Perhaps best known as the home of the rare mountain gorilla, the Virunga are that and so much more. Trekking through the park in far northwest Rwanda, one will find a tapestry of sensory delights. The visitor in the rain forest can hear the calls of birds and monkeys, and through the forest see the peaks of the ancient volcanoes. In addition to the rain forest, the park offers evergreen and bamboo forest, grassland, swamp and heath.
The Parc National des Volcanos (PNV) is part of the Virunga Conservation Area and covers more than 125 km². PNV is home of five Virunga volcanoes: Sabyinyo (3.674 m), Gahinga (3.474 m), Bisoke (3711 m), Muhabura (4.127 m), and the Karisimbi, the highest volcano with an altitude of 4.507 m. All five volcanoes are extinct; the active ones are located in Congo. Two of them erupted recently; the Nyiragongo erupted in January 2002 and Nyamuragira in July 2002.
The Virunga ecosystem is composed of 4 major vegetation zones: bamboo (base altitude), Hagenia and Hypericum forest (2600-3300m), Sub-alpine (3300-4000m), and Afro-alpine (4000m+).
The Virunga ecosystem is composed of 4 major vegetation zones: bamboo (base altitude), Hagenia and Hypericum forest (2600-3300m), Sub-alpine (3300-4000m), and Afro-alpine (4000m+).
Getting there:
Ruhengeri, which can easily be reached by public transport from the Rwandan capital of Kigali or the northwestern city of Gisenyi, is the normal base for a visit to the gorillas. There is no public transport from Ruhengeri to the headquarters of Volcanoes National Park, where the gorillas are located, so visitors who aren’t on a tour should plan to hire a car with four-wheel drive (and driver). This will cost about $60 a day from Ruhengeri, $150 per day from Kigali, about a 90-minute drive. Travelers should check for information on suggested inoculations and health precautions.
Where to stay:
The hotels closest to the park entrance are Mountain Gorillas Nest Lodge — an attractive resort with individual huts around a central garden of fountains and flowering trees — and The Kinigi guesthouse (Asoferwa) is situated only 200 meters from the park headquarters and provides comfortable and clean accommodation with breathtaking scenery at the foot of Mt Sabyinyo. . The latter is run by ASOFERWA, a charity established to help women and children struggling to recover from the traumas of the genocide; all profits go toward the group’s work. The hotel has a Swiss-chalet feel, comfortable public areas and good food.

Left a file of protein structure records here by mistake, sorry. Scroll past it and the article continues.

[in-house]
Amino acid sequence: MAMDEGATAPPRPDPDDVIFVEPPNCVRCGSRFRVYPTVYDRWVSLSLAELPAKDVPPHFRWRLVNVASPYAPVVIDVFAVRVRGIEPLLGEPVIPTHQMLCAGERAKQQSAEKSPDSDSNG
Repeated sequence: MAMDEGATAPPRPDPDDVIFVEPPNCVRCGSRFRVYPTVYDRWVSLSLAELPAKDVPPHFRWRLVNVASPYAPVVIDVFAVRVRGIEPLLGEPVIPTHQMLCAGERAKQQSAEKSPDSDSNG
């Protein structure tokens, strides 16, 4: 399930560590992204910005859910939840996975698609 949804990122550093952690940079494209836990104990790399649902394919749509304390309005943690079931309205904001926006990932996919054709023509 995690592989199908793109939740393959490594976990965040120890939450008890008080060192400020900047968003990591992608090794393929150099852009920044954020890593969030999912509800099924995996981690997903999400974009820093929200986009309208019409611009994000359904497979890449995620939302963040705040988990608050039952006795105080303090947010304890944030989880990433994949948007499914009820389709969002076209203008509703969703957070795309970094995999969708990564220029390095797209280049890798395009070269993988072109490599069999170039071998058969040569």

From these hotels you may be able to hitch a ride to the park, but you’d still have to get to the gorilla starting point and back to your room later.
Excursions:
The lake circuit to the lakes Bulera and Ruhondo offers breathe taking sceneries.
Highlights:
Gorilla viewing, a day excursion up to the top of the Mt Sabyinyo or a visit to the grave of Dian Fossey on the edges of Mt Sabyinyo.
Distance (travelling time): Access to the area starts with Ruhengeri a town about 1h30 drive from Kigali and afterwards to Kinigi (14 km from Ruhengeri) where the park headquarters are located.
Weather conditions:
Due to the altitude it is generally quite cold, especially during the evenings. Gorilla viewing is possible all the year round.

There are 8 gorilla families available for tourists with 8 tourists allowed per group:

Susa—the largest group with 41 gorillas. This family is the hardest to trek as it tends to range high into the mountains but RDB Tourism & Conservation trackers will know well in advance where the group is located. The group is also well known for having rare 5 year old twins named Byishimo and Impano.
Sabyinyo—Sabyinyo is an easily accessible group led by the powerful silverback Guhonda. There are fewer members within this family than in the other groups however they are equally impressive as a family.
Amahoro—led by the calm and easy going Ubumwe, Amahoro is made up of 17 members and means “peaceful”. To reach Amahoro one must endure a fairly steep climb however the climb is well worth it once in contact with this tranquil group.
Group 13—when first habituated this group had only 13 members hence its name. Now the group has approximately 25 members, a very positive sign for conservation and the efforts put forward by RDB Tourism & Conservation to protect the gorillas’ habitat.
Kwitonda—this 18-member group is led by Kwitonda which means “humble one” and has two silverbacks and one black back. Having migrated from DRC, this group tends to range far making it a moderately difficult trek.
Umubano—a family of 11, Umubano were originally Amahoro members but broke off after the dominant silverback was challenged by Charles, now the leader of Umubano. When a young silverback challenges the dominant silverback he must steal some females from the existing group in order to form his own family; thus Umubano was formed.
Hirwa—this group emerged recently and was formed from different existing families, namely from Group 13 and Sabyinyo. Eventually more gorillas joined. Come witness this family continue to grow.
Karisimbi– a family of 15, a new group.